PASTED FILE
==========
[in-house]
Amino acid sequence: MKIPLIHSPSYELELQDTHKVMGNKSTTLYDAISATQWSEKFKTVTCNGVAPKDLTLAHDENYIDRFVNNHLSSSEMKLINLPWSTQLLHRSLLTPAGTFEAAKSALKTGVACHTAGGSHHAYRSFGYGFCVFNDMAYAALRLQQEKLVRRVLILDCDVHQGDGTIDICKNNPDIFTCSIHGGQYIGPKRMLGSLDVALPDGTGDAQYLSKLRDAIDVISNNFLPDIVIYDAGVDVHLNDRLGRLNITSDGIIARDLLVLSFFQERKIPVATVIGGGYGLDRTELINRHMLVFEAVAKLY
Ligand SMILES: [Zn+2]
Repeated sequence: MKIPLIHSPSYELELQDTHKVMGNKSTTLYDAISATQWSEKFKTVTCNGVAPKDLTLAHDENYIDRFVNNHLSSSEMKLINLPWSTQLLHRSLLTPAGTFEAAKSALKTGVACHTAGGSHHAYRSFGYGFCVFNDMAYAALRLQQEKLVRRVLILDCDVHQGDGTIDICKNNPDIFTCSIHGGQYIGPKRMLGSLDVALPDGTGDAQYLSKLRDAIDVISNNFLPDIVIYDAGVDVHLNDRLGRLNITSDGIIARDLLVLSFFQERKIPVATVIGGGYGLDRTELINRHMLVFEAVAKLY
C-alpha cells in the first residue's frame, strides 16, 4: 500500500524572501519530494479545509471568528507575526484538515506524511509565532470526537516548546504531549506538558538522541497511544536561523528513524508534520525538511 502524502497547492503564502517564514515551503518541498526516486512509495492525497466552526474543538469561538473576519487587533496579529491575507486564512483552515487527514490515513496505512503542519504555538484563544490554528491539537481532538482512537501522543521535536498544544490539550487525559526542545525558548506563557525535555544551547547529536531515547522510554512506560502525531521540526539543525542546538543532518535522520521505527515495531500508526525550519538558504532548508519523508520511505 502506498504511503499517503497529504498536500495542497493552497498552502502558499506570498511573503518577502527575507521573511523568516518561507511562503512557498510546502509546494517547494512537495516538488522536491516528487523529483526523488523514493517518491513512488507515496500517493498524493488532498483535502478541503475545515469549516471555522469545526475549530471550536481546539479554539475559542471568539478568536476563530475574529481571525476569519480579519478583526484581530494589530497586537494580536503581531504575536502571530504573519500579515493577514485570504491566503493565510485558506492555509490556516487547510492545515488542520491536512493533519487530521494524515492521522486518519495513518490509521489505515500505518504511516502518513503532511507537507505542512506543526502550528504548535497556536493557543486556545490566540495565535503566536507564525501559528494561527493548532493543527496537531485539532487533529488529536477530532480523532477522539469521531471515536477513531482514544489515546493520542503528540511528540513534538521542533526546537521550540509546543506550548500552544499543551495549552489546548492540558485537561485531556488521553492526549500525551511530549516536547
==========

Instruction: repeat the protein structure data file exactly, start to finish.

[in-house]
Amino acid sequence: MKIPLIHSPSYELELQDTHKVMGNKSTTLYDAISATQWSEKFKTVTCNGVAPKDLTLAHDENYIDRFVNNHLSSSEMKLINLPWSTQLLHRSLLTPAGTFEAAKSALKTGVACHTAGGSHHAYRSFGYGFCVFNDMAYAALRLQQEKLVRRVLILDCDVHQGDGTIDICKNNPDIFTCSIHGGQYIGPKRMLGSLDVALPDGTGDAQYLSKLRDAIDVISNNFLPDIVIYDAGVDVHLNDRLGRLNITSDGIIARDLLVLSFFQERKIPVATVIGGGYGLDRTELINRHMLVFEAVAKLY
Ligand SMILES: [Zn+2]
Repeated sequence: MKIPLIHSPSYELELQDTHKVMGNKSTTLYDAISATQWSEKFKTVTCNGVAPKDLTLAHDENYIDRFVNNHLSSSEMKLINLPWSTQLLHRSLLTPAGTFEAAKSALKTGVACHTAGGSHHAYRSFGYGFCVFNDMAYAALRLQQEKLVRRVLILDCDVHQGDGTIDICKNNPDIFTCSIHGGQYIGPKRMLGSLDVALPDGTGDAQYLSKLRDAIDVISNNFLPDIVIYDAGVDVHLNDRLGRLNITSDGIIARDLLVLSFFQERKIPVATVIGGGYGLDRTELINRHMLVFEAVAKLY
C-alpha cells in the first residue's frame, strides 16, 4: 500500500524572501519530494479545509471568528507575526484538515506524511509565532470526537516548546504531549506538558538522541497511544536561523528513524508534520525538511 502524502497547492503564502517564514515551503518541498526516486512509495492525497466552526474543538469561538473576519487587533496579529491575507486564512483552515487527514490515513496505512503542519504555538484563544490554528491539537481532538482512537501522543521535536498544544490539550487525559526542545525558548506563557525535555544551547547529536531515547522510554512506560502525531521540526539543525542546538543532518535522520521505527515495531500508526525550519538558504532548508519523508520511505 502506498504511503499517503497529504498536500495542497493552497498552502502558499506570498511573503518577502527575507521573511523568516518561507511562503512557498510546502509546494517547494512537495516538488522536491516528487523529483526523488523514493517518491513512488507515496500517493498524493488532498483535502478541503475545515469549516471555522469545526475549530471550536481546539479554539475559542471568539478568536476563530475574529481571525476569519480579519478583526484581530494589530497586537494580536503581531504575536502571530504573519500579515493577514485570504491566503493565510485558506492555509490556516487547510492545515488542520491536512493533519487530521494524515492521522486518519495513518490509521489505515500505518504511516502518513503532511507537507505542512506543526502550528504548535497556536493557543486556545490566540495565535503566536507564525501559528494561527493548532493543527496537531485539532487533529488529536477530532480523532477522539469521531471515536477513531482514544489515546493520542503528540511528540513534538521542533526546537521550540509546543506550548500552544499543551495549552489546548492540558485537561485531556488521553492526549500525551511530549516536547